The two different shapes – apple and pear in which quinces grow are an obvious clue to the fruits to which they are related. When ripe, they are very fragrant, with a smooth, golden yellow skin, but their hard, bitter flesh means that they are used almost exclusively for cooking, rather than eating raw. Once cooked, the flesh develops a deeper flavour and turns a golden pink.
They contain a high level of pectin, which makes them great for making jellies, jams and other preserves, such as the Spanish quince paste, membrillo, which is often served with cheese. They are also good in chutneys, pies and tarts.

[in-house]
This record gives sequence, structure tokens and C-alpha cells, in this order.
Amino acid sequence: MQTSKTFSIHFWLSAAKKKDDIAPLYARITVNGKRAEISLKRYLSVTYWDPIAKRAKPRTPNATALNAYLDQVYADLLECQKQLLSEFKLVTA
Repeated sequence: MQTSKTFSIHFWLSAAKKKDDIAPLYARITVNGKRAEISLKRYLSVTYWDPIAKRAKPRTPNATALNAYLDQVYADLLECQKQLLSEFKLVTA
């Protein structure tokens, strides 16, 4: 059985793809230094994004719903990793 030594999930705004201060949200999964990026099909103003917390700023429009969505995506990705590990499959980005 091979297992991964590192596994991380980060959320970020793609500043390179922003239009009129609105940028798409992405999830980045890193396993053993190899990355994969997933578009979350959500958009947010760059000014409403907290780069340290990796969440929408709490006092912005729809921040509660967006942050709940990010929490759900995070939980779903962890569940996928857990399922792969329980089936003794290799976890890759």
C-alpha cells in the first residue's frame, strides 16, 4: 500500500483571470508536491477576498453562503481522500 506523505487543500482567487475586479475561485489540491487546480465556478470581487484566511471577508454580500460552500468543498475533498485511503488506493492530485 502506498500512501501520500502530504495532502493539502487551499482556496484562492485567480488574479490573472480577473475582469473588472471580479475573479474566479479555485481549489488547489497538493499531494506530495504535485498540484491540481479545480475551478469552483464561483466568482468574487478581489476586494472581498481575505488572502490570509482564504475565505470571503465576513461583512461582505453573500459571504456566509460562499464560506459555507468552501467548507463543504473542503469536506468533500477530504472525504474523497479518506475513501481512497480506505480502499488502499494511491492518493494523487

British quinces are in season from October through to December, and you could easily grow your own tree at home.
Choose the best
Firm, unblemished fruit. Avoid quinces with downy skin – it’s a sign they’re unripe.
Wash, then core by cutting them into quarters and cutting the core away. Slice or cut into chunks as required.
Quinces keep well at room temperature – they’ll last around a month or so.
Bake (50 mins); poach (10-15 mins).